Laundry is probably a chore you see your parents doing, and maybe you even help by folding or putting away your clean clothes. In 1900, farm houses didn’t have electricity or indoor plumbing, so there were no washing machines or dryers to help do the work. If we didn’t have washing machines or dryers, what do you think we would need to do laundry the same way they did in the year 1900?
First, we would need clothes. Think of all the clothes you have at home in your closet and your dresser drawers. Can you believe that in 1900 kids might only have four or five outfits? That’s not even one outfit for every day of the week! Most of their clothes would be for working and doing chores around the farm. They might have one nice outfit to wear for special occasions. What do you think of the clothing in this photo of the Henry Dengler Family in Scott County, Iowa? This family is wearing their special occasion clothing for the picture.
(source: Dengler Family History)
Second, we’d need soap. In 1900, they didn’t have laundry detergent like your family uses to clean clothes. They could buy soap at the store, but if they wanted to save money, they would make it at home. The soap they would use was made from two ingredients: lye and lard. Lye is a chemical for cleaning, made from pouring rainwater through wood ashes over and over. It can be very dangerous by itself, so they would have mixed it with lard. Lard is fat from a pig. Mixing the lye with lard would make it safe to touch.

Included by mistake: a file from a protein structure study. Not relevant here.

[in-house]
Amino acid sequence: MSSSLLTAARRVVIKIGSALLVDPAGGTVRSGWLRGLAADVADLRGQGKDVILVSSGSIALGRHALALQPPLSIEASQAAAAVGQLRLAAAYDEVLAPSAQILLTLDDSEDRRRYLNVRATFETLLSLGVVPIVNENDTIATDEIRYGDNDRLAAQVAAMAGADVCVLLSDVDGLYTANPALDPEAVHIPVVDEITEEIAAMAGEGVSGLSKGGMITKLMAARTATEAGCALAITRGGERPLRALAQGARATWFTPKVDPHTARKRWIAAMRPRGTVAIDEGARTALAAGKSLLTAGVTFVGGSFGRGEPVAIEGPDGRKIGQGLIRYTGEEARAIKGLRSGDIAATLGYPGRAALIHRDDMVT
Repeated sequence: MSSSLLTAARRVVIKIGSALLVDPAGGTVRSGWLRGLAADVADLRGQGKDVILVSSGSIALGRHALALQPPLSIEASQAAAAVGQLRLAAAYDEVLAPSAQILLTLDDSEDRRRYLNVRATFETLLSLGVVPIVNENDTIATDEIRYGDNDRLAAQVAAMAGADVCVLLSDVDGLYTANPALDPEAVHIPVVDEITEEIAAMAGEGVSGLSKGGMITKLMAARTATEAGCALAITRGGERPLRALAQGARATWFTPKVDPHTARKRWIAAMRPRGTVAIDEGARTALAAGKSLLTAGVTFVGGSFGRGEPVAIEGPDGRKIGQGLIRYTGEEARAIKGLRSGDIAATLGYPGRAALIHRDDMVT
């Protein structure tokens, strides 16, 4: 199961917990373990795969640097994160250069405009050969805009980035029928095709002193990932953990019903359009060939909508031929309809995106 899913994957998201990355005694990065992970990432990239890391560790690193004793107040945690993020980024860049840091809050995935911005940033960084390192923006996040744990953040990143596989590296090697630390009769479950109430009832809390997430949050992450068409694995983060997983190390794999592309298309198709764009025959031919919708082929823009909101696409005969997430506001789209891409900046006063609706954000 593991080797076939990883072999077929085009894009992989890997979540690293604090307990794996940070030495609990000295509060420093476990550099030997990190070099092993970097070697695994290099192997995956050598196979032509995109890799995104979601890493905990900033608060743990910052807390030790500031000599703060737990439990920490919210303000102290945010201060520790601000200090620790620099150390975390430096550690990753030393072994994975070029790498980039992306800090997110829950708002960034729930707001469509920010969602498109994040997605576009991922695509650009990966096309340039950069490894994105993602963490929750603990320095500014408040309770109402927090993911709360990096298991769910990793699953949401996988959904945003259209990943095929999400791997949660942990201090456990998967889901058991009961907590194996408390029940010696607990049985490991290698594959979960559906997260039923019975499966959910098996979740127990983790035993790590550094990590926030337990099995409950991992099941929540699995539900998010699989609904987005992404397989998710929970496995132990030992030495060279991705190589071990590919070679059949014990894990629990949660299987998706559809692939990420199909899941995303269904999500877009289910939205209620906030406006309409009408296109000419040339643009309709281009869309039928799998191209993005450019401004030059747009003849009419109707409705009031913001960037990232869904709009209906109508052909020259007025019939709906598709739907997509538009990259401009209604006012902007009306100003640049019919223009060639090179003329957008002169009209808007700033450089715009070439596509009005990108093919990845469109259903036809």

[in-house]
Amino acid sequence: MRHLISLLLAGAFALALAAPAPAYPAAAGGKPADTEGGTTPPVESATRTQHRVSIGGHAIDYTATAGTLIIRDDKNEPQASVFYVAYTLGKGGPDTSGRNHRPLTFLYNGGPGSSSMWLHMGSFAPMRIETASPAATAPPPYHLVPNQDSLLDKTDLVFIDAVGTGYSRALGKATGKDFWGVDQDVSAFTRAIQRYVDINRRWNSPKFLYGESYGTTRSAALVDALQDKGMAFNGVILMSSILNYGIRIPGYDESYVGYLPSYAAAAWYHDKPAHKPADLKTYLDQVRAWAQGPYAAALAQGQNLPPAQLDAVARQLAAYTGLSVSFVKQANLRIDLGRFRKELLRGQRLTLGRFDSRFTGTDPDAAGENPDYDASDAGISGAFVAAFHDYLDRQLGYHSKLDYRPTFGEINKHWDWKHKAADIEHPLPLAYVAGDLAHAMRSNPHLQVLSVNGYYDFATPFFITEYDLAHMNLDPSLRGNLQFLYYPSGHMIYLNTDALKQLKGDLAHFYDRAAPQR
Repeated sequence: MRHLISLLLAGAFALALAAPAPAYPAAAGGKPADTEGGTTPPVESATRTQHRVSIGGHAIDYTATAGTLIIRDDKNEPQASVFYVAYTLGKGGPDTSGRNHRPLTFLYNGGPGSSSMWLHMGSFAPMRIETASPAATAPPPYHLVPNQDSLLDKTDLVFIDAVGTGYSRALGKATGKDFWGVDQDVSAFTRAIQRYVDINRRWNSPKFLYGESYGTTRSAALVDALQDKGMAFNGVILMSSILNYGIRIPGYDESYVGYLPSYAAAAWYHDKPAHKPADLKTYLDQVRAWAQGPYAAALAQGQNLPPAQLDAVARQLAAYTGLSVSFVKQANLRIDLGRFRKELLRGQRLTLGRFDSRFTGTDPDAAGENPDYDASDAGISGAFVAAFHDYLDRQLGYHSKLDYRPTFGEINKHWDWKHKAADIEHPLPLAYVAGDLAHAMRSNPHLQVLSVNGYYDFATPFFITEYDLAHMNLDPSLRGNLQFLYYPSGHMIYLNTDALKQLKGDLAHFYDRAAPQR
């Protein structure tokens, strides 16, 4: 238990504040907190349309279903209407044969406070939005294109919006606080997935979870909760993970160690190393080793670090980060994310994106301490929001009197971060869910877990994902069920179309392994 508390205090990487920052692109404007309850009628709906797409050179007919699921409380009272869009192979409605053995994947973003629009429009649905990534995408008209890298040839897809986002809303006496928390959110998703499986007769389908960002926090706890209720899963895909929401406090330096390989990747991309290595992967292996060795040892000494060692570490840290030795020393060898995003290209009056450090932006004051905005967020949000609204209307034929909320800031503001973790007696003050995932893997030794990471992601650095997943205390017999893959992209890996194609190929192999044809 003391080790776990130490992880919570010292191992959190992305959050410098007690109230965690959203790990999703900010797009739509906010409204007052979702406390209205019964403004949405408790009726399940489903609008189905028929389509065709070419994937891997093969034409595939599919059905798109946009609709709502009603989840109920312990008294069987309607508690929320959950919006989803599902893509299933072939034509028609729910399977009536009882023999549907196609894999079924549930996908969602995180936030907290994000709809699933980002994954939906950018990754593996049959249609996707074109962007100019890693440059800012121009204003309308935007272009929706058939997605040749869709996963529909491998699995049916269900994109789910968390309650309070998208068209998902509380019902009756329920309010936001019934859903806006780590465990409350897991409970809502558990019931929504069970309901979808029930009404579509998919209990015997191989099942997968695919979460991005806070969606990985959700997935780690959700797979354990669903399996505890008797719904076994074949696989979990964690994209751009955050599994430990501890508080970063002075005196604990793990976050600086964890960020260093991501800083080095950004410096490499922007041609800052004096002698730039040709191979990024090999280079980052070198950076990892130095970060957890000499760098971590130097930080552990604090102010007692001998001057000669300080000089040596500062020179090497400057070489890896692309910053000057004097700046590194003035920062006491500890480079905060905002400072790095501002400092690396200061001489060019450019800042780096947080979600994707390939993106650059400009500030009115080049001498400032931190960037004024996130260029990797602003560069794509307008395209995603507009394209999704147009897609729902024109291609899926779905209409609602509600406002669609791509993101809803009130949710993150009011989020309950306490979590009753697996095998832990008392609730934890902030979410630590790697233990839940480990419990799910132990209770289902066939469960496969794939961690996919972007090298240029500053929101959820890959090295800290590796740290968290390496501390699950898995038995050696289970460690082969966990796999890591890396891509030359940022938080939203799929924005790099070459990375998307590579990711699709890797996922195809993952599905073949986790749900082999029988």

Third, we would need water. As we mentioned, Living History Farms’ 1900 era farm house doesn’t have indoor plumbing, so there are no sinks or pipes to provide water. Instead, farmers got water from a pump that brought water up from a well underground.
Now we’d wash! The water from the pump was placed in tubs. One of the tubs was called a wash boiler. It was made of special metal called copper. Copper heats up very quickly and a copper boiler could be quickly heated on top of the stove, boiling the clothing and soapy water together.
Fourth, we’d need a way to scrub stubborn dirt out of the clothes. After the clothes were boiled in hot water to remove general dirt and stains, they would be scrubbed in another big tub with soap on a washboard. The washboard had metal ridges to help get rid of smaller, set-in stains.
After scrubbing, the clothes would be put in a third tub which had bluing in it. Bluing is a blue liquid you put in water which keeps your white clothes white and your colored clothes bright. In the bluing tub, they would also rinse out the last of the soap.
Finally, we’d need a way to dry the clothes. After the clothes went in the tub of water and bluing, they were ready to be dried.
The clothes would be pinned to a wire line outside, so the sun and air could dry them. When they were all dry they were ready to be ironed, then put away to be worn again. Washing clothes was such a big job that it would take a whole day to finish. It was too big of a job for one person, so kids were important helpers. Laundry is done every week at Living History Farms’ 1900 Farm in the summer, so come out and visit and give us a hand!